If you’re like me, then you love spicy food. Hot sauce is your best friend. Recently, I came across a site called Hot Sauce Depot, which specializes in selling hot sauces, salsas, dry rubs, and more from a number of top brands.
When I visited one of their best-selling product pages, this is what I saw:
In short, I didn’t see a whole lot. The product description was minimal, the reviews were hidden by default, it wasn’t immediately clear how hot this sauce was (which is the most important question a shopper needs answered when on a hot sauce site), and the product description was given lower priority than… the SKU and UPC numbers?
Even if Hot Sauce Depot did things this way due to having a large number of B2B sales, it’s still possible to find a better balance between accommodating your business customers and consumers.
Here’s what we did…
The most important question a consumer needs answered on this page is “how hot is this sauce?” Right now, the shopper needs to scroll to the bottom of the page…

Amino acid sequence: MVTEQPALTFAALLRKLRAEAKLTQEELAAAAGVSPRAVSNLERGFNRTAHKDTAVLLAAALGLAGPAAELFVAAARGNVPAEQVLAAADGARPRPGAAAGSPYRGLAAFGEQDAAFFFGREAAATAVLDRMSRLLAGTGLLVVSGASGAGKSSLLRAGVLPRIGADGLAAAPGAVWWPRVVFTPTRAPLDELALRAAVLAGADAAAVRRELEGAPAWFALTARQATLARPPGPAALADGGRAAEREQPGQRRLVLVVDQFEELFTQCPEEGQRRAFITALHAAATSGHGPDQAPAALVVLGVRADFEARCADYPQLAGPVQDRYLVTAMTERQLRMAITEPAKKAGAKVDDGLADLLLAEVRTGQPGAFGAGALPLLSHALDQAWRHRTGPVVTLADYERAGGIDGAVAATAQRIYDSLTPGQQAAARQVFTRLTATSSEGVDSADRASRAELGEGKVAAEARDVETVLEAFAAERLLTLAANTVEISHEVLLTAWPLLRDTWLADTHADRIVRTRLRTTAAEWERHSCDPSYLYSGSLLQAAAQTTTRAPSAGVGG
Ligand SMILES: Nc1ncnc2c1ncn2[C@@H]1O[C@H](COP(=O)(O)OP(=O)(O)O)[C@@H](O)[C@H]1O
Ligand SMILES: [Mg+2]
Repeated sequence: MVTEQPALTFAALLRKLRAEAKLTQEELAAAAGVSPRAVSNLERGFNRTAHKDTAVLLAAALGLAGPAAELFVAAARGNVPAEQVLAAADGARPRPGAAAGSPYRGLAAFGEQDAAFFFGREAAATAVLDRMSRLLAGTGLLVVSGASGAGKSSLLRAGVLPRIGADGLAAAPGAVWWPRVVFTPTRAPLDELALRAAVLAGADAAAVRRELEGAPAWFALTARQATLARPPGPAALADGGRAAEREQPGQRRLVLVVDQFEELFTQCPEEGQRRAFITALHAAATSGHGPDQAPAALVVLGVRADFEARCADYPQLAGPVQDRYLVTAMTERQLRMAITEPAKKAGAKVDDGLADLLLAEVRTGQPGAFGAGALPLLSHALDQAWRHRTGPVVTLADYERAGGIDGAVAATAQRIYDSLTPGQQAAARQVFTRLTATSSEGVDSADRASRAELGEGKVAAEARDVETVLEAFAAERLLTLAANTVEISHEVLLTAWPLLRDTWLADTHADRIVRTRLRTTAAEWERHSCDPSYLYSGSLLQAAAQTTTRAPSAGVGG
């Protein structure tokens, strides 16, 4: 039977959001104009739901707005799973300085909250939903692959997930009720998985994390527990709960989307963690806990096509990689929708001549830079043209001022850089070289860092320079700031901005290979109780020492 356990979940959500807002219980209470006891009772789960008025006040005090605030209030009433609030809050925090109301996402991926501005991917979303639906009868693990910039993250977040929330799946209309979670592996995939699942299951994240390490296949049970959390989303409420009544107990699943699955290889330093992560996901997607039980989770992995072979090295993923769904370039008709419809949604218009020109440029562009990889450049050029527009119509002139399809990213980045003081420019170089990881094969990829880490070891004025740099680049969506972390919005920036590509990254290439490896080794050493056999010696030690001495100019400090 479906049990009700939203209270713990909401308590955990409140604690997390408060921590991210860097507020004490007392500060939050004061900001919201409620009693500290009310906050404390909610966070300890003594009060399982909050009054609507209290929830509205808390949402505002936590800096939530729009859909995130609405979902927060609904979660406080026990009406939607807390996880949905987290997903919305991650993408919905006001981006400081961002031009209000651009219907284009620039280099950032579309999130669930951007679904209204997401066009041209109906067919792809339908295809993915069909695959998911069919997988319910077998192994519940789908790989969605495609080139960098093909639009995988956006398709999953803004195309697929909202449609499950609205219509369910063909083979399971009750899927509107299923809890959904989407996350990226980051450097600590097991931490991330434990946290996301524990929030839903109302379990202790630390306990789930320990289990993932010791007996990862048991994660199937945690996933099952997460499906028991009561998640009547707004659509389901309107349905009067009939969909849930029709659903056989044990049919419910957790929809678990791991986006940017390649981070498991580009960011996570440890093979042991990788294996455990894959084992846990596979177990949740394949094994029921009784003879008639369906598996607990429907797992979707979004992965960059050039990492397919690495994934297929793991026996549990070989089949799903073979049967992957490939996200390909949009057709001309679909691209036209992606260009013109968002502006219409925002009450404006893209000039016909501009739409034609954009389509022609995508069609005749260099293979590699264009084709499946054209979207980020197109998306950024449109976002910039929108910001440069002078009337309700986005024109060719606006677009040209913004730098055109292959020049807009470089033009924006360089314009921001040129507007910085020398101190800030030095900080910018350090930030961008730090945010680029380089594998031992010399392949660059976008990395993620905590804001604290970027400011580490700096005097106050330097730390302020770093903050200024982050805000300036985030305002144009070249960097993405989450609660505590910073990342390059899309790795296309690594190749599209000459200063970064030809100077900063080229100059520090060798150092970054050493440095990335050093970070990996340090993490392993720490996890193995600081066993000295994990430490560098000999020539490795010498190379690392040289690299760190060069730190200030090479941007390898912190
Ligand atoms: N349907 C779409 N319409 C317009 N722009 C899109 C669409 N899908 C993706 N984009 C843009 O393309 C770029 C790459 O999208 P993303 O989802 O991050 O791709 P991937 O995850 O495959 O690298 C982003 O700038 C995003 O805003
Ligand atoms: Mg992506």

Or find this little bit of copy…
…To find the answer.
Why not answer this right away in a visually compelling way? That’s just what we did in our concept:
Here’s a closer look:
We replaced the current graphic at the bottom of the product page with the above heat scale. This is strategically positioned just below the product price and name to draw as many eyes as possible. That way shoppers can immediately know if this is the hotness they want or if they need to find a different sauce on the site.
The next thing we did was rewrite the product description and restructure the description:
Not only have we added more personality to the copy to make it more engaging, we’ve placed the actual description above things like the SKU or UPC numbers. To better illustrate how hot this sauce is, we’ve also compared it to Tobasco (which is a popular sauce and serves as a good baseline for measurement). This is our Visualization CRO tactic, which you can learn more about here.
When you first looked at the product page, you probably didn’t notice that the product had reviews. That’s a big problem because this is supposed to be one of their best-selling sauces!
Right now, the product page hides the reviews by default like this:
In our concept, we showed the reviews by default. Not only that, but we also included a hyperlink in the product description that, once clicked, scrolls shoppers down to the reviews (the goal is to increase the number of shoppers that read the great reviews):
We highly recommend taking a look at your best-selling product pages. There’s likely room for improvement and that improvement can mean a huge difference for your business. Have a million different products on your site? Just pick a handful of pages and start from there. We promise the effort will be worth it.